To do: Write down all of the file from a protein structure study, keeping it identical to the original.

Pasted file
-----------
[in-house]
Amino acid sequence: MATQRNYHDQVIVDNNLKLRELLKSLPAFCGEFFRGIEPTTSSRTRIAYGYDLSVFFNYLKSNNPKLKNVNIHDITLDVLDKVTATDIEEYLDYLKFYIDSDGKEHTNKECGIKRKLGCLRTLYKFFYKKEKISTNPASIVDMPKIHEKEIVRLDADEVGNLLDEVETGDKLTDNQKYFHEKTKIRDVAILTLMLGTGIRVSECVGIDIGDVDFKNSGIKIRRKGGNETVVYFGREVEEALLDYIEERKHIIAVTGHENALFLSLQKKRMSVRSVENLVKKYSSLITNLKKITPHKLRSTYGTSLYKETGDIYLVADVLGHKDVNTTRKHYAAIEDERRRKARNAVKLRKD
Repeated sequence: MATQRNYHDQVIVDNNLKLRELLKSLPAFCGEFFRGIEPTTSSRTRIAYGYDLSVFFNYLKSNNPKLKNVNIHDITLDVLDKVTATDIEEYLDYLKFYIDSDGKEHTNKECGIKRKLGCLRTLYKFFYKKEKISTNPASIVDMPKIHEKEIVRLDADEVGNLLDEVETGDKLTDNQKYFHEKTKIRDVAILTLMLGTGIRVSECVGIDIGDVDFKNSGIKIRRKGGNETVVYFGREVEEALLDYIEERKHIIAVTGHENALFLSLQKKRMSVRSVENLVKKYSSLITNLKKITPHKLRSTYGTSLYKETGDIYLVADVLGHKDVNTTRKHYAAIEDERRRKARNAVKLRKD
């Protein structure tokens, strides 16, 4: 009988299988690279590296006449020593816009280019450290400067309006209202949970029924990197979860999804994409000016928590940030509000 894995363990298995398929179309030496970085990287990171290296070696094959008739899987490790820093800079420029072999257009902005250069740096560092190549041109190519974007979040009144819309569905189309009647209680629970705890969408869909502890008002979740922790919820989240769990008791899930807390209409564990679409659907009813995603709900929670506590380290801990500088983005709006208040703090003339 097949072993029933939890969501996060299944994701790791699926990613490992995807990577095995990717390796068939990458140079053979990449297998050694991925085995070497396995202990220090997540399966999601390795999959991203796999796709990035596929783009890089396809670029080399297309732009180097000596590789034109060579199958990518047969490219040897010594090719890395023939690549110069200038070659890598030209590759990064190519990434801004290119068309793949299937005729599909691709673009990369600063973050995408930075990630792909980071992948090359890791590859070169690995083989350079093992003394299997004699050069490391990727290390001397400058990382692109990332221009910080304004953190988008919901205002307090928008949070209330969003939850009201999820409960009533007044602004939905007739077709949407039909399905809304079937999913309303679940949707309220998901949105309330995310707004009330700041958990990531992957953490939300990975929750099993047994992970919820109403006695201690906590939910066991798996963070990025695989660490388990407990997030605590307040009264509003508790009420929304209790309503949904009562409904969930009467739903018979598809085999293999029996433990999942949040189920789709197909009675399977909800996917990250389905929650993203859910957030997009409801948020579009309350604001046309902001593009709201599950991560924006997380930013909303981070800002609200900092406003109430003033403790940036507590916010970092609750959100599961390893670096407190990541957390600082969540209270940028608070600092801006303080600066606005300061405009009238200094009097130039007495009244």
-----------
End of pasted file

[in-house]
Amino acid sequence: MATQRNYHDQVIVDNNLKLRELLKSLPAFCGEFFRGIEPTTSSRTRIAYGYDLSVFFNYLKSNNPKLKNVNIHDITLDVLDKVTATDIEEYLDYLKFYIDSDGKEHTNKECGIKRKLGCLRTLYKFFYKKEKISTNPASIVDMPKIHEKEIVRLDADEVGNLLDEVETGDKLTDNQKYFHEKTKIRDVAILTLMLGTGIRVSECVGIDIGDVDFKNSGIKIRRKGGNETVVYFGREVEEALLDYIEERKHIIAVTGHENALFLSLQKKRMSVRSVENLVKKYSSLITNLKKITPHKLRSTYGTSLYKETGDIYLVADVLGHKDVNTTRKHYAAIEDERRRKARNAVKLRKD
Repeated sequence: MATQRNYHDQVIVDNNLKLRELLKSLPAFCGEFFRGIEPTTSSRTRIAYGYDLSVFFNYLKSNNPKLKNVNIHDITLDVLDKVTATDIEEYLDYLKFYIDSDGKEHTNKECGIKRKLGCLRTLYKFFYKKEKISTNPASIVDMPKIHEKEIVRLDADEVGNLLDEVETGDKLTDNQKYFHEKTKIRDVAILTLMLGTGIRVSECVGIDIGDVDFKNSGIKIRRKGGNETVVYFGREVEEALLDYIEERKHIIAVTGHENALFLSLQKKRMSVRSVENLVKKYSSLITNLKKITPHKLRSTYGTSLYKETGDIYLVADVLGHKDVNTTRKHYAAIEDERRRKARNAVKLRKD
């Protein structure tokens, strides 16, 4: 009988299988690279590296006449020593816009280019450290400067309006209202949970029924990197979860999804994409000016928590940030509000 894995363990298995398929179309030496970085990287990171290296070696094959008739899987490790820093800079420029072999257009902005250069740096560092190549041109190519974007979040009144819309569905189309009647209680629970705890969408869909502890008002979740922790919820989240769990008791899930807390209409564990679409659907009813995603709900929670506590380290801990500088983005709006208040703090003339 097949072993029933939890969501996060299944994701790791699926990613490992995807990577095995990717390796068939990458140079053979990449297998050694991925085995070497396995202990220090997540399966999601390795999959991203796999796709990035596929783009890089396809670029080399297309732009180097000596590789034109060579199958990518047969490219040897010594090719890395023939690549110069200038070659890598030209590759990064190519990434801004290119068309793949299937005729599909691709673009990369600063973050995408930075990630792909980071992948090359890791590859070169690995083989350079093992003394299997004699050069490391990727290390001397400058990382692109990332221009910080304004953190988008919901205002307090928008949070209330969003939850009201999820409960009533007044602004939905007739077709949407039909399905809304079937999913309303679940949707309220998901949105309330995310707004009330700041958990990531992957953490939300990975929750099993047994992970919820109403006695201690906590939910066991798996963070990025695989660490388990407990997030605590307040009264509003508790009420929304209790309503949904009562409904969930009467739903018979598809085999293999029996433990999942949040189920789709197909009675399977909800996917990250389905929650993203859910957030997009409801948020579009309350604001046309902001593009709201599950991560924006997380930013909303981070800002609200900092406003109430003033403790940036507590916010970092609750959100599961390893670096407190990541957390600082969540209270940028608070600092801006303080600066606005300061405009009238200094009097130039007495009244």